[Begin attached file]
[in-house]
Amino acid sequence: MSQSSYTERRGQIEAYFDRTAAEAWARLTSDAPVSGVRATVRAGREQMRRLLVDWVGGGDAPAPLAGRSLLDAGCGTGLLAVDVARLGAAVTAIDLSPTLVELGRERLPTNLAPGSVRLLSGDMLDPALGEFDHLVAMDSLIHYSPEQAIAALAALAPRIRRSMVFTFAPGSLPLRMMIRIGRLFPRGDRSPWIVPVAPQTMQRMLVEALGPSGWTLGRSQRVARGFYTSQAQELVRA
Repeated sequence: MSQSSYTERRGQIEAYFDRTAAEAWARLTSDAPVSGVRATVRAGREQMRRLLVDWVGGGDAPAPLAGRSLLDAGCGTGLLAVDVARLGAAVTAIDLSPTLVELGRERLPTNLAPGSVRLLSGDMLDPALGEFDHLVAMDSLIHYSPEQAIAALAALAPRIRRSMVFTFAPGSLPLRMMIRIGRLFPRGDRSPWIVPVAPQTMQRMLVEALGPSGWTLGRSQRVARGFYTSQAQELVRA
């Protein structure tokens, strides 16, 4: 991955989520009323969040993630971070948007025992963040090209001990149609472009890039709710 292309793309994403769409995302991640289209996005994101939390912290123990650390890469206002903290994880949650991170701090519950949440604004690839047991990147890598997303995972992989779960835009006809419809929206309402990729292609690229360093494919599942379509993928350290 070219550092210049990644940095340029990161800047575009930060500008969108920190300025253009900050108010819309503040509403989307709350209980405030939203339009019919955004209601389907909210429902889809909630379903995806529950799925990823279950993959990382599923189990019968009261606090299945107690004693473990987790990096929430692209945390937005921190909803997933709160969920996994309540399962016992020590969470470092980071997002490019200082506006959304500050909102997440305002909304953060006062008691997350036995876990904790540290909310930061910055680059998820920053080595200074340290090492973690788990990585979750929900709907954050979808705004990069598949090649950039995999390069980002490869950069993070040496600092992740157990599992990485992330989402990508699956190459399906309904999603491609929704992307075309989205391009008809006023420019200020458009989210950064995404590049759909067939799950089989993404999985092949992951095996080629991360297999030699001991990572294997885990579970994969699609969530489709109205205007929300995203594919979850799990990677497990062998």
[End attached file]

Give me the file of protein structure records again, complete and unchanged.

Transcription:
[in-house]
Amino acid sequence: MSQSSYTERRGQIEAYFDRTAAEAWARLTSDAPVSGVRATVRAGREQMRRLLVDWVGGGDAPAPLAGRSLLDAGCGTGLLAVDVARLGAAVTAIDLSPTLVELGRERLPTNLAPGSVRLLSGDMLDPALGEFDHLVAMDSLIHYSPEQAIAALAALAPRIRRSMVFTFAPGSLPLRMMIRIGRLFPRGDRSPWIVPVAPQTMQRMLVEALGPSGWTLGRSQRVARGFYTSQAQELVRA
Repeated sequence: MSQSSYTERRGQIEAYFDRTAAEAWARLTSDAPVSGVRATVRAGREQMRRLLVDWVGGGDAPAPLAGRSLLDAGCGTGLLAVDVARLGAAVTAIDLSPTLVELGRERLPTNLAPGSVRLLSGDMLDPALGEFDHLVAMDSLIHYSPEQAIAALAALAPRIRRSMVFTFAPGSLPLRMMIRIGRLFPRGDRSPWIVPVAPQTMQRMLVEALGPSGWTLGRSQRVARGFYTSQAQELVRA
């Protein structure tokens, strides 16, 4: 991955989520009323969040993630971070948007025992963040090209001990149609472009890039709710 292309793309994403769409995302991640289209996005994101939390912290123990650390890469206002903290994880949650991170701090519950949440604004690839047991990147890598997303995972992989779960835009006809419809929206309402990729292609690229360093494919599942379509993928350290 070219550092210049990644940095340029990161800047575009930060500008969108920190300025253009900050108010819309503040509403989307709350209980405030939203339009019919955004209601389907909210429902889809909630379903995806529950799925990823279950993959990382599923189990019968009261606090299945107690004693473990987790990096929430692209945390937005921190909803997933709160969920996994309540399962016992020590969470470092980071997002490019200082506006959304500050909102997440305002909304953060006062008691997350036995876990904790540290909310930061910055680059998820920053080595200074340290090492973690788990990585979750929900709907954050979808705004990069598949090649950039995999390069980002490869950069993070040496600092992740157990599992990485992330989402990508699956190459399906309904999603491609929704992307075309989205391009008809006023420019200020458009989210950064995404590049759909067939799950089989993404999985092949992951095996080629991360297999030699001991990572294997885990579970994969699609969530489709109205205007929300995203594919979850799990990677497990062998």